The boy from Fort Apache a born fighter
Carlos Tevez shares the burden of carrying his side over the line, says Patrick Barclay
You may still consider the deal that brought Carlos Tevez and his Argentine compatriot Javier Mascherano to England a proper investigation waiting to happen -- but you cannot doubt Tevez's impact. Indeed you could almost call him the traditional climax to the Premier League season.
This time last year, the boy from a Buenos Aires neighbourhood known as Fort Apache -- he has the look of a born fighter -- did even more than West Ham's lawyers to save the club from relegation, leading the resistance in match after match and scoring a crucial goal in the last at Manchester United.
Now, having switched to the champions, he shares the responsibility of carrying them over the threshold at Wigan today and it is fair to say that on days like this, about which Alex Ferguson knows a great deal, the kind of character you need is exemplified by Tevez.
No wonder fans of both his English clubs have taken to him. They love a trier with talent.
Hence, when he scored against West Ham at Old Trafford eight days ago, the spontaneous applause of the visiting fans. True, it had been a magnificent goal -- a drive superficially reminiscent of, if technically not quite equal to Paul Scholes' momentous effort against Barcelona on the same ground four days earlier -- but a mere tap-in would have been enough to release appreciation for what Tevez did in his one Upton Park season.
It is not just the fans; he brings the best out of young players. Only Tevez himself did more than Mark Noble to preserve West Ham's status last season and the manner in which the teenager took his inspiration from the Latin American was both admirable and touching. In Manchester even Wayne Rooney is invigorated by Tevez. The way the gifted but unpretentious pair combined to make a goal in the 4-1 home defeat of Middlesbrough in October was one of my highlights of the season. It was the first of two by Tevez, stroked after a one-two with Rooney of delightful subtlety and precision that laid to rest the then fashionable theory that (believe it or not) they were too similar to operate effectively together in a strike partnership.
The player of the English season, of course, has been their colleague Cristiano Ronaldo. But for him, equally surely, Tevez and Rooney and the rest of Ferguson's men would already be cursing the consistency that had brought Chelsea the title back and the Footballer of the Year would probably be Didier Drogba. The former outcome may yet materialise. But the chances of a United slip are all the slimmer for the spirit you see in Tevez and Rooney, and Nemanja Vidic and the rest, not to mention the phenomenal Scholes.
This is a footballing machine built to last. And it has been assembled with extraordinary speed and skill. Seldom, since the days of Cantona, Schmeichel, Bruce, Ince and Kanchelskis, can Ferguson and his staff have been as sure-footed in the market, even if it is a different market which has yielded the likes of Ronaldo, Tevez, Nani, Anderson and Owen Hargreaves.
It may not, however, be enough to secure the great prizes at stake, because Avram Grant's Chelsea stand in United's way. Credit must be given where due and, much as it pains me to be fair to Roman Abramovich and cohorts are entitled to some recognition that the replacement of Jose Mourinho with Grant has had the desired effect so far. Chelsea have become almost popular.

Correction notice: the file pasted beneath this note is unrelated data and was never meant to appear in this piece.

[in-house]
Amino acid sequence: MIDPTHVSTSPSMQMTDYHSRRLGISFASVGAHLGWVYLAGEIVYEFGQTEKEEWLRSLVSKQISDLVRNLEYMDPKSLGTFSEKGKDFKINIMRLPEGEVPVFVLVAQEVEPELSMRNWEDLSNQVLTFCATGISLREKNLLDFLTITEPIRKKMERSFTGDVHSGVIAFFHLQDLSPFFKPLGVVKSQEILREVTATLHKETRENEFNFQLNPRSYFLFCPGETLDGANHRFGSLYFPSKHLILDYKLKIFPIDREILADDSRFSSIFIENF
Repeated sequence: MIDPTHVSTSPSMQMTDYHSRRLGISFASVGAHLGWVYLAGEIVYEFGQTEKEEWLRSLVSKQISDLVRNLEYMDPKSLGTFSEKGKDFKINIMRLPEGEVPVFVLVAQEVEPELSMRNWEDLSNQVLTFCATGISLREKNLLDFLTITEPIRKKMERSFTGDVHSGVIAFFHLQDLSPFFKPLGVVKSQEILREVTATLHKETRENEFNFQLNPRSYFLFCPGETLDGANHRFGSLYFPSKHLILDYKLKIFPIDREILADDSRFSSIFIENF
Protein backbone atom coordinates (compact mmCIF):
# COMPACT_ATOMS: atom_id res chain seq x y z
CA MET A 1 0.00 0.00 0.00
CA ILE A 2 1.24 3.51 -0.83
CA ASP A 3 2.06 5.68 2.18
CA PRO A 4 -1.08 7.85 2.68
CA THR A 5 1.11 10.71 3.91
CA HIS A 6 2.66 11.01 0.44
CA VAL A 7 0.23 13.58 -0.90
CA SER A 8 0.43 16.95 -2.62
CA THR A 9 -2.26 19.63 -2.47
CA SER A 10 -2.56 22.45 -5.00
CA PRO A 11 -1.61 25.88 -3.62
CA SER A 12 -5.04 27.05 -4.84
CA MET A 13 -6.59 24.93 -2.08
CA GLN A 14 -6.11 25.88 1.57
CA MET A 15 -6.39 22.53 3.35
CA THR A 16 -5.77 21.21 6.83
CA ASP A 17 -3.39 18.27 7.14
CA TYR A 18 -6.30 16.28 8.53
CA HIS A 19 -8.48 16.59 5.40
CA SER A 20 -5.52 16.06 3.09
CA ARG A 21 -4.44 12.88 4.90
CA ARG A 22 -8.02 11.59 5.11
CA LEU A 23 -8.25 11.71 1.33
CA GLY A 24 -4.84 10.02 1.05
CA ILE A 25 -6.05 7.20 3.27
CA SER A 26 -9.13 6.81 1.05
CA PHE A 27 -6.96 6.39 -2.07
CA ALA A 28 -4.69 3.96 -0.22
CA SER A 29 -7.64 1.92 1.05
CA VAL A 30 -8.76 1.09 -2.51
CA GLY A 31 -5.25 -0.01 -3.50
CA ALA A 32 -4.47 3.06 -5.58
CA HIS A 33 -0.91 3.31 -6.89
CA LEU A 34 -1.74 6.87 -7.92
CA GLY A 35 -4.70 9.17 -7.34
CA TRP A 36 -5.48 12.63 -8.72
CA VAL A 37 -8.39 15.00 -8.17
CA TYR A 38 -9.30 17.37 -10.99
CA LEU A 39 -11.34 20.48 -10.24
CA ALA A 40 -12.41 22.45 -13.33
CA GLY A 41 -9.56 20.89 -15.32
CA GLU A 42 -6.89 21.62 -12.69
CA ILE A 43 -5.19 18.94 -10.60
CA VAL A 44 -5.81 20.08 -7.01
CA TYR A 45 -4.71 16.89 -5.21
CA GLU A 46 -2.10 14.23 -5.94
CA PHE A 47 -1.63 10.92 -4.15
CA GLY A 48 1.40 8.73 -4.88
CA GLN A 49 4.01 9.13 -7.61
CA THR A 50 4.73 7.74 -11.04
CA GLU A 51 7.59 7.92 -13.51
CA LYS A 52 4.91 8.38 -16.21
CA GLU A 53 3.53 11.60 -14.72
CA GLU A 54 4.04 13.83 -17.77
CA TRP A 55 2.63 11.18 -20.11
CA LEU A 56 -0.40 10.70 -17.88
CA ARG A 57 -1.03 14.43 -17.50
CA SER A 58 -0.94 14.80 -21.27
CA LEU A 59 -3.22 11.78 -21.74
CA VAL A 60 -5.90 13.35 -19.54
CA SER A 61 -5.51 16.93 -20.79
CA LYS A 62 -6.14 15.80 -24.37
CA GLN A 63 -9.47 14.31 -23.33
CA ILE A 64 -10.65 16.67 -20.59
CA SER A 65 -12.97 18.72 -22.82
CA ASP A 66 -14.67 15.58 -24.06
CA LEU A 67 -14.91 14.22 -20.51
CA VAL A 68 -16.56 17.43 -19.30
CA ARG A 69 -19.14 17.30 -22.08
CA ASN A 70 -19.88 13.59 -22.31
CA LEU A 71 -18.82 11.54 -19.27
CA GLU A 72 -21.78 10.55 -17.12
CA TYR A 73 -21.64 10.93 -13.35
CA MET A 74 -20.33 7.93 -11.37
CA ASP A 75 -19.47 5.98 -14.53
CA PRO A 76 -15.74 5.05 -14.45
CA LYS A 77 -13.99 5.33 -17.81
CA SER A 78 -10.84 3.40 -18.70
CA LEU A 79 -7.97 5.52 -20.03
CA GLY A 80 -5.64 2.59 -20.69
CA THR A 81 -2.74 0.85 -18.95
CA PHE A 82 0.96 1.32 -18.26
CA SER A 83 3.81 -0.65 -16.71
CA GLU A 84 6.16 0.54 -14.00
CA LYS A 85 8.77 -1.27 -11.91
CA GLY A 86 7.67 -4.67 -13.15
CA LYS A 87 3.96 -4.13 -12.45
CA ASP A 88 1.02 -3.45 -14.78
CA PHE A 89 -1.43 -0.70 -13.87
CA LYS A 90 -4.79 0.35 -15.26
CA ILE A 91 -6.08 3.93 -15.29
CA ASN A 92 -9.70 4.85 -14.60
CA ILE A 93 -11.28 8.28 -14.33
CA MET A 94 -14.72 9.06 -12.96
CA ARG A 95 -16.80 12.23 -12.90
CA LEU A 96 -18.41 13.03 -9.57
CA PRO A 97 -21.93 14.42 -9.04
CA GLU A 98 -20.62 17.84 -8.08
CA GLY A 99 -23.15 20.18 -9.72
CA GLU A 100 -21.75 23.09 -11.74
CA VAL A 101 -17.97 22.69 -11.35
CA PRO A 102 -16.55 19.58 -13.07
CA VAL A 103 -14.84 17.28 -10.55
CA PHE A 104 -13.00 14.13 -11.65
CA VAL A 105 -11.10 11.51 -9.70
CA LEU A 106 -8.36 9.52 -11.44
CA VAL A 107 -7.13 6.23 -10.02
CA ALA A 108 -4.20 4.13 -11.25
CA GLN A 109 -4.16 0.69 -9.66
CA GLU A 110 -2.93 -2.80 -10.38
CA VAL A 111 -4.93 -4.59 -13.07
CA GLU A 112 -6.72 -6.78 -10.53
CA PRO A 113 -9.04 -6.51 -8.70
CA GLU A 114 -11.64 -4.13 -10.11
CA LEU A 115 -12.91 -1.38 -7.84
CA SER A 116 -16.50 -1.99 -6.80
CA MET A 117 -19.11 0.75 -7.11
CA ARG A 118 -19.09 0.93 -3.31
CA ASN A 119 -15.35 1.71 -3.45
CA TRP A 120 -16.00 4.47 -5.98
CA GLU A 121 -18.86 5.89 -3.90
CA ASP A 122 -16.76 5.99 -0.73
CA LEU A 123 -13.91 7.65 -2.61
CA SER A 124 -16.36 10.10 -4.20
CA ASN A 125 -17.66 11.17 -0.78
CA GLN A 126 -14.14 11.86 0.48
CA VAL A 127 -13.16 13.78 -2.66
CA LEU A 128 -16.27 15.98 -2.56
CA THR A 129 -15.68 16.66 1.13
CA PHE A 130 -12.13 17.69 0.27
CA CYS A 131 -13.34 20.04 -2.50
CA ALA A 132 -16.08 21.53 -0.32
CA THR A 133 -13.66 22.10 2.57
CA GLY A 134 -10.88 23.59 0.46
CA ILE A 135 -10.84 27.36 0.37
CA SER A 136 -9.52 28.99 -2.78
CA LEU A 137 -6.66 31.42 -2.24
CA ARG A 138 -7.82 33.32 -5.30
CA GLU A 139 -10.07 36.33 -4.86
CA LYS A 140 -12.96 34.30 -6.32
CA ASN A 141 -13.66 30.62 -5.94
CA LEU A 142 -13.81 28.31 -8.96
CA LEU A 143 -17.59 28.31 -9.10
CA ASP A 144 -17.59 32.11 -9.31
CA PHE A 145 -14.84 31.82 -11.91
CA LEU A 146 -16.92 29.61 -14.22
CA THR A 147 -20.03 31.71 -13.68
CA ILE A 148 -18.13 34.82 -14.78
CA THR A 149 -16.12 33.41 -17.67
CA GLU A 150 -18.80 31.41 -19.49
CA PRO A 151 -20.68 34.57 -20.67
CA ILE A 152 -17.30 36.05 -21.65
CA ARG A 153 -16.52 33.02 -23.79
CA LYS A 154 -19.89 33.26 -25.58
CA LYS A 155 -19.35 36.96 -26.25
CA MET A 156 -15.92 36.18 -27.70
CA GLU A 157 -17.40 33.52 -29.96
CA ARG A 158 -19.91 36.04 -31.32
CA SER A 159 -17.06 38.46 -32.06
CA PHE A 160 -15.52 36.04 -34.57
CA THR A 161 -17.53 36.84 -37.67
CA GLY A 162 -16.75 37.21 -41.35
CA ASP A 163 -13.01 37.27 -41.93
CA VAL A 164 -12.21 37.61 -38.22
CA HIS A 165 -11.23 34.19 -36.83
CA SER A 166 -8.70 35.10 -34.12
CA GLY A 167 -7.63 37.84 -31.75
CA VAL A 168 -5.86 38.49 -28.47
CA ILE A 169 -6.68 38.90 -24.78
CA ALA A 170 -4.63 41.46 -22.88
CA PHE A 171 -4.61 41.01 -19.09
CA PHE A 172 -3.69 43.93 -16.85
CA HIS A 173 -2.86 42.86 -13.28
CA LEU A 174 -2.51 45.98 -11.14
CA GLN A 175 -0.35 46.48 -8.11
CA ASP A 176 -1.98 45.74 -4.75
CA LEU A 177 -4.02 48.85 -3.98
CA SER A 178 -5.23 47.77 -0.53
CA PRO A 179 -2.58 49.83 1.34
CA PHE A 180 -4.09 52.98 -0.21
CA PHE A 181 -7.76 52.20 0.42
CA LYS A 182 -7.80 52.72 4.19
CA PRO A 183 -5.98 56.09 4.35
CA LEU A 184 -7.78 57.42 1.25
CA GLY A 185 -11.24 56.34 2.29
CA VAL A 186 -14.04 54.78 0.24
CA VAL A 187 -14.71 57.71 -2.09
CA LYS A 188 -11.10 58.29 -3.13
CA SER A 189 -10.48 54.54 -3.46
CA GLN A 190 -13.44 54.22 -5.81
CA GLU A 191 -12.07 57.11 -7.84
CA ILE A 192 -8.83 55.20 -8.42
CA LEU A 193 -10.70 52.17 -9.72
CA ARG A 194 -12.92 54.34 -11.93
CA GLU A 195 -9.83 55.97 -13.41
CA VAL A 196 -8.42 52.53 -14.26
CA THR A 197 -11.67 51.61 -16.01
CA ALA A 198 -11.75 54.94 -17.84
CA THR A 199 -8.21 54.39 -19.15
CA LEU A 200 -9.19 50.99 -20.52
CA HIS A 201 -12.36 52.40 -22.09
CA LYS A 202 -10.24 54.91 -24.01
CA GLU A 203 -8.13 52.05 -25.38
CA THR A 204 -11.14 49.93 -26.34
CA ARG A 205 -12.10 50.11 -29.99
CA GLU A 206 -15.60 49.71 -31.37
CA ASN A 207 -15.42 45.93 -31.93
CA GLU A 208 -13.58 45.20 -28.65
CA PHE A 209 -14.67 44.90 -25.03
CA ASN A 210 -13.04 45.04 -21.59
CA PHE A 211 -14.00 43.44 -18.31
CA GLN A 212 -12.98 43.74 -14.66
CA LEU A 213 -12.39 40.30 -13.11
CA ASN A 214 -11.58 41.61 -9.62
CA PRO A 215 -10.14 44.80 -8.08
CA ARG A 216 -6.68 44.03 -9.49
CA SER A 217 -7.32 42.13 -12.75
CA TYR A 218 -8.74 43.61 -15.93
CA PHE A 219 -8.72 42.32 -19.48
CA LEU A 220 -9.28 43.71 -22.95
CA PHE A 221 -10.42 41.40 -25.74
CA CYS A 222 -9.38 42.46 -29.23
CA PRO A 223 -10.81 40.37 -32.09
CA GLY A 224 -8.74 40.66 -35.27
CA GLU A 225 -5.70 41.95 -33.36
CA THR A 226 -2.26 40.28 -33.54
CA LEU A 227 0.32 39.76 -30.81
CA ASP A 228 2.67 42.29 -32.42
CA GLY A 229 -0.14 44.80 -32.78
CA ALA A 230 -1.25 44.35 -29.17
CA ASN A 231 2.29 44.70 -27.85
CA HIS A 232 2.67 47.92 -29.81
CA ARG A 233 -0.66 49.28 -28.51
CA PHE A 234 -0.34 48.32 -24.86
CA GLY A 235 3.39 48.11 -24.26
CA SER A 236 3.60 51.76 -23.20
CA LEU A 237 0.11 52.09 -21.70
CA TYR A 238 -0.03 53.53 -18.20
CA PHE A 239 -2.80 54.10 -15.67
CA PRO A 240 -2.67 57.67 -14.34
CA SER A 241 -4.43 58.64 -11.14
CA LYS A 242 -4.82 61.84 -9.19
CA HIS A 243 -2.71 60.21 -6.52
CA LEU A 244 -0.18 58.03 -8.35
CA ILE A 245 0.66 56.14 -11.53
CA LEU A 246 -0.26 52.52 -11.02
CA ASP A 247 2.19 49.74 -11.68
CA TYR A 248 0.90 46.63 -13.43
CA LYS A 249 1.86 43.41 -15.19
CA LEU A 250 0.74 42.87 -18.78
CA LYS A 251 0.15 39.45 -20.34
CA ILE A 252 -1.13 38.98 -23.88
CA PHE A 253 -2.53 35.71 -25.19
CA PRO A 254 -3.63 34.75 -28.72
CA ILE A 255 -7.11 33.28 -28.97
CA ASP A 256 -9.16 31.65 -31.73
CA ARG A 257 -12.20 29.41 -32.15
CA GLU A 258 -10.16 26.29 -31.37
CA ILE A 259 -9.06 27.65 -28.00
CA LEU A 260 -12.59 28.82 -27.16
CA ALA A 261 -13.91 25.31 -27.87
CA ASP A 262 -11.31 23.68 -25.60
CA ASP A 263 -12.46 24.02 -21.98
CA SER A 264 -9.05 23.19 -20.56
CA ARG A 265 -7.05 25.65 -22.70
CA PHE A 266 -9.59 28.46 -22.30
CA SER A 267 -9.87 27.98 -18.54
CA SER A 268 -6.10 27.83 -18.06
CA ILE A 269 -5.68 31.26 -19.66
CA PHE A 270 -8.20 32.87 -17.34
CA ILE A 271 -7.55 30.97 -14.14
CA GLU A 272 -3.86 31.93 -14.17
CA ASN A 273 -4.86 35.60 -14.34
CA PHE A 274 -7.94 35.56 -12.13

It is not so much that we want United to be pipped at the Premier League post, for they have played glorious football; more that we are excited by the thunder of a challenger's hooves. Chelsea's staying power is testimony not only to the calibre of Drogba, John Terry and the rest; it makes nonsense of the suspicion, which I confess to having briefly entertained, that the Israeli was not up to the job.
On occasions during the past eight months, Chelsea have laboured, nearly losing their long unbeaten home record to Aston Villa and to Arsenal. But time and again he has proved his ability to read a game better than not only his critics -- the UEFA pro licence is hardly required for that -- but eminent rivals in the dug-out. Even Ferguson will know he has been in a game this season and, while Grant may just have run out of time in which to take the title, the European Cup can be his if the edge he has acquired through the integration of Ballack and Lampard in midfield can be capitalised upon; already, I suspect, Ferguson is wondering whether United can afford to use Hargreaves as cover at right-back again.
Even victory in Moscow will not mean Grant is necessarily a genius. My reading is that we view the function of a manager too dramatically without taking the trouble to consider what they do.
No one pays any attention to Ferguson when he says he has adapted to changing times through delegation. Few outside Old Trafford, accordingly, weigh the contribution of Carlos Queiroz.
As far as Chelsea are concerned, we concentrate on Grant and not the long-serving Stevie Clarke, for whom the players appear to have a high regard. We want triumphs and disasters, heroes and villains. And I imagine even someone less acquainted with the full meaning of humanity than the holocaust-haunted Grant would find it verging on the infantile.
Who could blame him, now Barcelona are to part company with Frank Rijkaard, for moving back to his original role as director of football and letting the Dutchman make that sexy football Abramovich craves? Grant could be Chelsea's equivalent of Carlos Tevez of West Ham: a true one-season wonder.